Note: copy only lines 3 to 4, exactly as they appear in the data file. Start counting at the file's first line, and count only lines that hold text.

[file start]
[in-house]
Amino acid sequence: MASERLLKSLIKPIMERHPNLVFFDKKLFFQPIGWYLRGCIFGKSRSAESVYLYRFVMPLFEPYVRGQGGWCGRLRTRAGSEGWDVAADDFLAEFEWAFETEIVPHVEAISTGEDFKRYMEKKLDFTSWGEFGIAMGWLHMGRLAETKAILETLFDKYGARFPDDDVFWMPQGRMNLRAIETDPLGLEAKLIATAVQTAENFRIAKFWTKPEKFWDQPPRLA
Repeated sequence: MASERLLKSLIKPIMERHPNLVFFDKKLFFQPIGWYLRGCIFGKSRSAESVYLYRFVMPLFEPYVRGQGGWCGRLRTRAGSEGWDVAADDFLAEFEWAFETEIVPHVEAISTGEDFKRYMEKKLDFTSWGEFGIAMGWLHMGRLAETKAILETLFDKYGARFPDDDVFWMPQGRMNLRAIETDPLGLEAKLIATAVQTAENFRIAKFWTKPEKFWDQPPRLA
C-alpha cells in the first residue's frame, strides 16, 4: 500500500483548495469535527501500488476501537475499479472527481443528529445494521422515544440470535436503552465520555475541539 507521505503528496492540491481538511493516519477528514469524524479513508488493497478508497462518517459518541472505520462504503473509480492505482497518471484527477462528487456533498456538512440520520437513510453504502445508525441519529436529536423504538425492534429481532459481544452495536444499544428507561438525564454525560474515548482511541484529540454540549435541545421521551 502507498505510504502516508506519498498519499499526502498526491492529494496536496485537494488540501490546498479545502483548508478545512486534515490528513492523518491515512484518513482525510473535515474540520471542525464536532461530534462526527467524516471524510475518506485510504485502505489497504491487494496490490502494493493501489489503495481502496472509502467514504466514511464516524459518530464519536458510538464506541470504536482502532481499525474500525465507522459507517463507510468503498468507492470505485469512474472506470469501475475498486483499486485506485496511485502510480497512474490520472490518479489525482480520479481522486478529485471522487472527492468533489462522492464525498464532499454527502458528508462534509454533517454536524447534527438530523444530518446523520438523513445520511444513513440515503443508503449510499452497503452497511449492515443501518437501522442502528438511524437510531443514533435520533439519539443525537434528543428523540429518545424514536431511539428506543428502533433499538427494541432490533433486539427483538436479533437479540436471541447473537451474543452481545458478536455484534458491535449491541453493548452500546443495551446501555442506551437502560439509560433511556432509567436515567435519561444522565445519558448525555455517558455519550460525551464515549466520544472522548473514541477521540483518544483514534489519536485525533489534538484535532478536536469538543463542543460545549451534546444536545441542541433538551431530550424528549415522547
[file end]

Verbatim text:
Repeated sequence: MASERLLKSLIKPIMERHPNLVFFDKKLFFQPIGWYLRGCIFGKSRSAESVYLYRFVMPLFEPYVRGQGGWCGRLRTRAGSEGWDVAADDFLAEFEWAFETEIVPHVEAISTGEDFKRYMEKKLDFTSWGEFGIAMGWLHMGRLAETKAILETLFDKYGARFPDDDVFWMPQGRMNLRAIETDPLGLEAKLIATAVQTAENFRIAKFWTKPEKFWDQPPRLA
C-alpha cells in the first residue's frame, strides 16, 4: 500500500483548495469535527501500488476501537475499479472527481443528529445494521422515544440470535436503552465520555475541539 507521505503528496492540491481538511493516519477528514469524524479513508488493497478508497462518517459518541472505520462504503473509480492505482497518471484527477462528487456533498456538512440520520437513510453504502445508525441519529436529536423504538425492534429481532459481544452495536444499544428507561438525564454525560474515548482511541484529540454540549435541545421521551 502507498505510504502516508506519498498519499499526502498526491492529494496536496485537494488540501490546498479545502483548508478545512486534515490528513492523518491515512484518513482525510473535515474540520471542525464536532461530534462526527467524516471524510475518506485510504485502505489497504491487494496490490502494493493501489489503495481502496472509502467514504466514511464516524459518530464519536458510538464506541470504536482502532481499525474500525465507522459507517463507510468503498468507492470505485469512474472506470469501475475498486483499486485506485496511485502510480497512474490520472490518479489525482480520479481522486478529485471522487472527492468533489462522492464525498464532499454527502458528508462534509454533517454536524447534527438530523444530518446523520438523513445520511444513513440515503443508503449510499452497503452497511449492515443501518437501522442502528438511524437510531443514533435520533439519539443525537434528543428523540429518545424514536431511539428506543428502533433499538427494541432490533433486539427483538436479533437479540436471541447473537451474543452481545458478536455484534458491535449491541453493548452500546443495551446501555442506551437502560439509560433511556432509567436515567435519561444522565445519558448525555455517558455519550460525551464515549466520544472522548473514541477521540483518544483514534489519536485525533489534538484535532478536536469538543463542543460545549451534546444536545441542541433538551431530550424528549415522547